CD#4.07 (ISBN 1-8443

 5-481-8) RELEASED IN




 Christmas is a time

 for family, they say 

 – which is why the

 Doctor has invited

 his granddaughter

 Susan, and great-

 grandson Alex for

 Christmas dinner in

 his time and space

 machine. But who, or

 what, is the spectre

 at their yuletide



 Venturing deep into

 the dark heart of

 the TARDIS, Susan

 uncovers her past,

 Alex is told his 

 future – and the

 Doctor finds himself

 caught in a deadly

 dangerous present!




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Relative Dimensions








With all of time and space to explore at the cost of flushing a toilet backwards, one doesn’t really expect to come across a bottle show in this medium, but that is exactly what Relative Dimensions is – four characters trapped inside the TARDIS for Christmas with the walls (quite literally) closing in around them and a pan-dimensional piscine on the rampage.


This year’s festive special is once again presented as a one-hour episode, but that’s where the similarities to last year’s begin and end. Indeed, in every other important respect, Marc Platt’s story is the antithesis of Alan Barnes’ assiduously bleak Death in Blackpool. Typified by Jamie Robertson’s soaring yuletide soundtrack, Lucie’s lumpy gravy and the Time Lord’s recounting of the Nativity story from the perspective of a time-travelling Leonardo da Vinci, Relative Dimensions is as much a celebration as it is an exploration, yet on both fronts it excels.


Particularly in its first two thirds, Platt’s script has more in common with a traditional stage play than it does the dynamic audio dramas that Big Finish have become so renowned for. With the Doctor, Lucie, Susan and Alex all gathered for a supposedly reconciliatory festive nosh, tensions are inevitably running high, and Platt delights in milking every combination of characters for every ounce of drama that they’re worth, from the initially-antagonistic Lucie / Alex, to the Doctor and his granddaughter and how their positions have effectively switched since they traveled together. Back in the day, Susan was all screams and sympathy, but now she’s a mother fiercely protecting her son from a mad relative who’s intent on leading him astray. The Doctor, conversely, was an old mother hen in his first incarnation, his primary concern always his granddaughter’s welfare – now, however, he’s a reckless adventurer,

his martyrdom to caution having been excised from his life along with his former travelling companion’s bedrooms. In this respect, Relative Dimensions does much that An Earthly Child couldn’t afford to do in any great detail as it was such a sweeping adventure. Here

the emphasis is very much on character, as opposed to incident.


© Big Finish Productions 2010. No copyright infringement is intended.


As a result Relative Dimensions is a little light on

action, but not so that you’d notice. The Quinnis fish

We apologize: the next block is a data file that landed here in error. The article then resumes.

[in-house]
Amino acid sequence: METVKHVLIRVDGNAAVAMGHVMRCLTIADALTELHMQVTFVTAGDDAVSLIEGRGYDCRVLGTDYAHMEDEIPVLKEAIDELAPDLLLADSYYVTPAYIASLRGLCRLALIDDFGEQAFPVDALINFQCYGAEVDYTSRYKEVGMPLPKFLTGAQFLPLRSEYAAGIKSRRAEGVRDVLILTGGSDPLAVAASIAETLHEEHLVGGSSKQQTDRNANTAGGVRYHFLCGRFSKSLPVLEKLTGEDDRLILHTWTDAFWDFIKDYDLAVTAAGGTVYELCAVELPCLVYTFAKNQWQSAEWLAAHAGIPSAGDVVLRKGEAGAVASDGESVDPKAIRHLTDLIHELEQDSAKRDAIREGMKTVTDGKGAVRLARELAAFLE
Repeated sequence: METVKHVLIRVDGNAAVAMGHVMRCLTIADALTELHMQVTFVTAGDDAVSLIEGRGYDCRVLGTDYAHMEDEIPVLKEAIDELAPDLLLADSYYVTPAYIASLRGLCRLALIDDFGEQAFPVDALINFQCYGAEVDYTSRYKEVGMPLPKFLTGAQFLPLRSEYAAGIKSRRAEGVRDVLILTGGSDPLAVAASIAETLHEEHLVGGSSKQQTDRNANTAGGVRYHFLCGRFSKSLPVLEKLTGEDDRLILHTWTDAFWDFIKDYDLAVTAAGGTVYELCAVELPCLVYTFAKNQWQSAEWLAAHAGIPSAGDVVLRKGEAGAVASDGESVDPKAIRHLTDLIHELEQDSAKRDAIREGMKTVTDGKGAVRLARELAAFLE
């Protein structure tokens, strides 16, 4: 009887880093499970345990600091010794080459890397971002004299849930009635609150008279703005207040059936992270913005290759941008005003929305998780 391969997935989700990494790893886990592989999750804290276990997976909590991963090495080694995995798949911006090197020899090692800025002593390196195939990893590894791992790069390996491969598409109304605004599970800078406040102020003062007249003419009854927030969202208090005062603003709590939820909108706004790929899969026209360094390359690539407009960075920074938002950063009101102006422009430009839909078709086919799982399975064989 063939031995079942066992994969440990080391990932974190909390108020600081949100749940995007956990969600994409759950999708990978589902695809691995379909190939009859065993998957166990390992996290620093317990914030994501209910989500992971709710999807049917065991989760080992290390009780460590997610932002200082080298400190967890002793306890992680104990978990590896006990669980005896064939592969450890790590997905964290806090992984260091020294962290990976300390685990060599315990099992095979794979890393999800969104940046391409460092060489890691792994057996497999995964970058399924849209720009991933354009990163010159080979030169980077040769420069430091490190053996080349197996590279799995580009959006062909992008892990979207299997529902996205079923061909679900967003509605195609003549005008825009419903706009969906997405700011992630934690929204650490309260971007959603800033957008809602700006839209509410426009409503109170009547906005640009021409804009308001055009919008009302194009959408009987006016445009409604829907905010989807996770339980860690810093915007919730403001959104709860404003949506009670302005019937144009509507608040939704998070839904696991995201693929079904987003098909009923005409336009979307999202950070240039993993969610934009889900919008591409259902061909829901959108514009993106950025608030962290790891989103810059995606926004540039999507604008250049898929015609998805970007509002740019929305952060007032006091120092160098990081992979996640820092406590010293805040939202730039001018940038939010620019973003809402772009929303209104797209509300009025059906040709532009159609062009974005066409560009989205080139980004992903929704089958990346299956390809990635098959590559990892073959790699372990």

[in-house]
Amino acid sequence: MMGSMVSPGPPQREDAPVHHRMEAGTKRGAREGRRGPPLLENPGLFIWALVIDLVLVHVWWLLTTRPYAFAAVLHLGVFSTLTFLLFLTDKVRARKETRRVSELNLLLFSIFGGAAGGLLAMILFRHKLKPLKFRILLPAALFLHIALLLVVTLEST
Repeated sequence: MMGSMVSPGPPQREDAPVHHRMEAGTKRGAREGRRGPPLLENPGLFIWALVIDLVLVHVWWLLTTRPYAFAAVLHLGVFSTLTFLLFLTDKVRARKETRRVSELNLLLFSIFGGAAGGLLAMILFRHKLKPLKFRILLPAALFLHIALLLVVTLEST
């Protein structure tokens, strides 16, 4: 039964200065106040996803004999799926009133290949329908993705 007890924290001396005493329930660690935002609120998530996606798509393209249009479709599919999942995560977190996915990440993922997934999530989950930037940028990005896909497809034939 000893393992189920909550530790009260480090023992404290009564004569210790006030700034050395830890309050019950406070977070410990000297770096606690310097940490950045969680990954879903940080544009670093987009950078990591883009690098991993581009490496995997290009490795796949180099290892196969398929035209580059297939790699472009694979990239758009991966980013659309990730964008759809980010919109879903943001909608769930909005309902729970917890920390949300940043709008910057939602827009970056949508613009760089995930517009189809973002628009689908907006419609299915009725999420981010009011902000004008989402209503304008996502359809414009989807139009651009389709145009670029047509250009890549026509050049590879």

was never intended to be more than just dressing; a

Christmas catastrophe to tear everyone apart and

then bring them back together. Even so though, one

has to admire Platt’s sleekness, not only in how he

fluently ties this adventure to its sister story, Quinnis,

but also in how he uses the provocative idea of the

Doctor’s “companion shrines” as a launching pad

for both his science fiction plot and larger character

story. The very idea of the Doctor giving Susan her

old, perfectly-preserved room back is a charming

enough one in itself, but having this lead directly to

a threat that jeopardises her son’s life, highlighting

every concern that she has about having her grand-

father involved in his great-grandson’s life is totally inspired. It also gives rise to what I feel is a delicious pun in the blurb – “deadly dangerous present” indeed.


However, after the heaviness of Jonathan Morris’ two-part four-parter, nothing is presented too heavily here, and matters never get too saccharine either. The ensemble cast does a wonderful job with Platts fine script, with no one performer ever eclipsing any of the others.

I particularly enjoyed the scenes between Paul McGann and Carole Ann Ford though - their characters seem to fit together so very well – and I would certainly love to hear more from

the Jake McGann and Sheridan Smith combo, though I’m certain that’s on the cards, given the run’s penultimate episode’s unambiguous billing.


Relative Dimensions concludes with an ending that manages to be almost equally hopeful and maudlin, not to mention completely unexpected – though it’s hard to define “unexpected” in the context of a story that begins with two old mates shopping for the Christmas dinner in the subsequent January sales.


Copyright © E.G. Wolverson 2011


E.G. Wolverson has asserted his right under the Copyright, Designs and Patents Act, 1988 to be identified as the author of this work.

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